Colorectal cancer test use--Maryland, 2002-2006.MMWR Morb Mortal Wkly Rep 2007; 56(36):932-6MM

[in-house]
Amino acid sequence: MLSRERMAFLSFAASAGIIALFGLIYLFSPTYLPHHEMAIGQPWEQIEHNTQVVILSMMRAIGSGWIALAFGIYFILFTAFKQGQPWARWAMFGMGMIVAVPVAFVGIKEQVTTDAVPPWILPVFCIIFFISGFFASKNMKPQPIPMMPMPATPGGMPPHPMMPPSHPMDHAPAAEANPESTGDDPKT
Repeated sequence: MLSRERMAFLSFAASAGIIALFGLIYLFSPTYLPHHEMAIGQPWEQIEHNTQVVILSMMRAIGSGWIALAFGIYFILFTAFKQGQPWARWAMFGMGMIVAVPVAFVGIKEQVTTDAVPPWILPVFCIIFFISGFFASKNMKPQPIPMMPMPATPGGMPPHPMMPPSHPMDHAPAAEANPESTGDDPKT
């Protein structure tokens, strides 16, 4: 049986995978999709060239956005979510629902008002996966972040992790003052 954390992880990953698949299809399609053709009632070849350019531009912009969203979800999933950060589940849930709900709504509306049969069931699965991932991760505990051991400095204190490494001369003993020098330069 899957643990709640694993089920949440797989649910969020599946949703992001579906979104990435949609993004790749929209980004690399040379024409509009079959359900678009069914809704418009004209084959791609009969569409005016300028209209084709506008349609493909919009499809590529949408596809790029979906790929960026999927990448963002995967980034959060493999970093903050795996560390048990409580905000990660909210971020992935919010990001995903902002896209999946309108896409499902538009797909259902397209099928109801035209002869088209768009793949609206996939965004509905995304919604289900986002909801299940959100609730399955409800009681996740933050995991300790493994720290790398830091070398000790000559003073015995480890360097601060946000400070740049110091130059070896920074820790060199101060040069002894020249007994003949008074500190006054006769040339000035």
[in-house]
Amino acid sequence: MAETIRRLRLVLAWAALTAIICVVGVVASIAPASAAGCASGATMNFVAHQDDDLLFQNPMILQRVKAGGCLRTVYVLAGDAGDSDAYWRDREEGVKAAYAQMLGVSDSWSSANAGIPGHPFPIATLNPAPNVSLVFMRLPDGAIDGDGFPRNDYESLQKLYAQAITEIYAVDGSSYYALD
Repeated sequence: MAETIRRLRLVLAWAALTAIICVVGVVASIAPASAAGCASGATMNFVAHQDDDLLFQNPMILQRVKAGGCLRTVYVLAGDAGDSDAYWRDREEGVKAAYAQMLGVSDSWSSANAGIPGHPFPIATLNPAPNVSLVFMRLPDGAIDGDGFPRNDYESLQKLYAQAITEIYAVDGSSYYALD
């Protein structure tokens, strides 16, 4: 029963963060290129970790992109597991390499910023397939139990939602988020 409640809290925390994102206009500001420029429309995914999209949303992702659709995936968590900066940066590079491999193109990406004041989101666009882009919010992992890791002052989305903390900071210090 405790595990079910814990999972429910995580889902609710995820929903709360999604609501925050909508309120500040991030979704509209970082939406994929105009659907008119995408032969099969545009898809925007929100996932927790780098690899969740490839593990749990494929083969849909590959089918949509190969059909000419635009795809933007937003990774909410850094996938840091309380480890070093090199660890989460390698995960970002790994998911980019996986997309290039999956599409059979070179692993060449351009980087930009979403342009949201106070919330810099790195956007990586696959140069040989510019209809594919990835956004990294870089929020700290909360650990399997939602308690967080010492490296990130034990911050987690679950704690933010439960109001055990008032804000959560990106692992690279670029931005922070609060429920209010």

During 2000-2004, Maryland had the thirteenth highest mortality rate for colorectal cancer (CRC) among the 50 states and the District of Columbia. The American Cancer Society (ACS), the U.S. Preventive Services Task Force, and other organizations recommend that adults begin CRC screening at age 50 years if they are at average risk for CRC and before age 50 years if they are at increased risk. For those at average risk, ACS recommends screening with 1) a fecal occult blood test (FOBT) or fecal immunochemical test (FIT) every year, 2) flexible sigmoidoscopy every 5 years, 3) an annual FOBT or FIT combined with flexible sigmoidoscopy every 5 years, 4) double-contrast barium enema (DCBE) every 5 years, or 5) colonoscopy every 10 years. In 2002, the Maryland Department of Health and Mental Hygiene initiated the Maryland Cancer Survey (MCS) to assess testing prevalence and risk behaviors for seven types of cancer, including CRC. Reducing CRC mortality and disparities in CRC incidence and mortality are goals described in Maryland's Comprehensive Cancer Control Plan (MCCCP). As milestones toward these goals, Maryland set the following targets for 2008 for persons aged > or =50 years: 1) decrease the percentage of Maryland residents who have never been screened for CRC to < or =15% (from a 2002 baseline of 25.9%); 2) increase the percentage of residents who are up to date with CRC screening (per ACS guidelines) to > or =73% (from a 2002 baseline of 63.8%); and 3) increase the percentage of residents who have been screened with either colonoscopy in the past 10 years, or FOBT in the past year plus flexible sigmoidoscopy in the past 5 years, to > or =57% (from a baseline of 46.5% in 2002). This report describes trends in CRC test use based on results from MCS surveys completed in 2002, 2004, and 2006. The results indicated a significant decline (6.1 percentage points) in the percentage of Maryland residents aged > or =50 years who had never been tested for CRC, a 5.4 percentage-point increase in prevalence of up-to-date testing by any method, and a 13.9 percentage-point increase in prevalence of either colonoscopy in the past 10 years or FOBT in the past year plus flexible sigmoidoscopy in the past 5 years. However, Maryland residents who were neither white nor black (i.e., persons of other races) had a significantly lower prevalence of ever having a CRC test, as did persons without health insurance or those without a recent checkup. Although overall increases in CRC testing reflect substantial progress in Maryland, additional measures are needed to increase CRC testing among racial minority groups and the medically underserved.